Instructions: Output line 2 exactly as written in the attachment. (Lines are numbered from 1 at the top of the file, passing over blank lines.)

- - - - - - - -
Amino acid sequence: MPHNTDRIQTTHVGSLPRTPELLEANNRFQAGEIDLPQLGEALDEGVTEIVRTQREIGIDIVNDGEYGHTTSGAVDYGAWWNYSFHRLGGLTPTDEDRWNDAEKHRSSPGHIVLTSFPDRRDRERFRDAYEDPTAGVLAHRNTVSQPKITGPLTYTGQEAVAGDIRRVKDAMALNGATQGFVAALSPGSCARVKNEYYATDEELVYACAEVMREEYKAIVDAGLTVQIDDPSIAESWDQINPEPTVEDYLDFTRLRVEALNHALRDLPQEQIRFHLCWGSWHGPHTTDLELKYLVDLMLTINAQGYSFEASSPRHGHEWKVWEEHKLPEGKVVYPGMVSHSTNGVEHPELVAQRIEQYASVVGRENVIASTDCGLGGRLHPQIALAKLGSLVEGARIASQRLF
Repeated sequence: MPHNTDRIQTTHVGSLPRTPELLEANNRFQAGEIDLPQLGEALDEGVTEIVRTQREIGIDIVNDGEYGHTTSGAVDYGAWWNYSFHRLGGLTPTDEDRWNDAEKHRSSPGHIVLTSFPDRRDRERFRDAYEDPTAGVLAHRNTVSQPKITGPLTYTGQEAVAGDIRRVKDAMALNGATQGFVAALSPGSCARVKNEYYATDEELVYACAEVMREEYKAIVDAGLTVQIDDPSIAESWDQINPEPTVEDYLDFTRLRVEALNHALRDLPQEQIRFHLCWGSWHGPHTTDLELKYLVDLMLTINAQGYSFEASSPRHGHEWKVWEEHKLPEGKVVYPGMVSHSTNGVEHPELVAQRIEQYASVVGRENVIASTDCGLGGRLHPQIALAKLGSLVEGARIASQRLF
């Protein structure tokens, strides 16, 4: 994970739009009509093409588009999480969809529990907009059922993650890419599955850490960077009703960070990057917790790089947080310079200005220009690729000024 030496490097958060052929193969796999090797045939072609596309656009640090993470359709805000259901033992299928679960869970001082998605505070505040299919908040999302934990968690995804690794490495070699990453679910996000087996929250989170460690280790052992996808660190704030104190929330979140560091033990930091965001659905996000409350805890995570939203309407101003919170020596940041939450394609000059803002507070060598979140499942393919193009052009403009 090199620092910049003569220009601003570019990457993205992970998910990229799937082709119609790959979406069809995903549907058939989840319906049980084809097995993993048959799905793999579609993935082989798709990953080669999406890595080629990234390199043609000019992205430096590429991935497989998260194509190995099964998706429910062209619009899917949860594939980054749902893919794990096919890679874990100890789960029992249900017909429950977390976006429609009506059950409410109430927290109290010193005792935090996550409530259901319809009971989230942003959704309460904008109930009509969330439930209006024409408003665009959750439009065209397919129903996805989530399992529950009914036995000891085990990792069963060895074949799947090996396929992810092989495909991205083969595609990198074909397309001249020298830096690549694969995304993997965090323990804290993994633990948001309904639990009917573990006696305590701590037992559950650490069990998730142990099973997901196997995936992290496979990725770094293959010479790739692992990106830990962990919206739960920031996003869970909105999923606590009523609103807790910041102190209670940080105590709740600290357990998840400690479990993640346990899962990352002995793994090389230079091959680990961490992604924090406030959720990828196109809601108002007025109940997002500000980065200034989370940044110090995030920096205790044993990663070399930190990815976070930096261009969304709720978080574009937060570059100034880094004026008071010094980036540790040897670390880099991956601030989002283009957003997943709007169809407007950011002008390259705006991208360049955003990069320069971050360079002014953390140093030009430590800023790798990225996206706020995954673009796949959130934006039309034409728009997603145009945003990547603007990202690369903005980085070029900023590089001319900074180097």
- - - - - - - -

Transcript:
Repeated sequence: MPHNTDRIQTTHVGSLPRTPELLEANNRFQAGEIDLPQLGEALDEGVTEIVRTQREIGIDIVNDGEYGHTTSGAVDYGAWWNYSFHRLGGLTPTDEDRWNDAEKHRSSPGHIVLTSFPDRRDRERFRDAYEDPTAGVLAHRNTVSQPKITGPLTYTGQEAVAGDIRRVKDAMALNGATQGFVAALSPGSCARVKNEYYATDEELVYACAEVMREEYKAIVDAGLTVQIDDPSIAESWDQINPEPTVEDYLDFTRLRVEALNHALRDLPQEQIRFHLCWGSWHGPHTTDLELKYLVDLMLTINAQGYSFEASSPRHGHEWKVWEEHKLPEGKVVYPGMVSHSTNGVEHPELVAQRIEQYASVVGRENVIASTDCGLGGRLHPQIALAKLGSLVEGARIASQRLF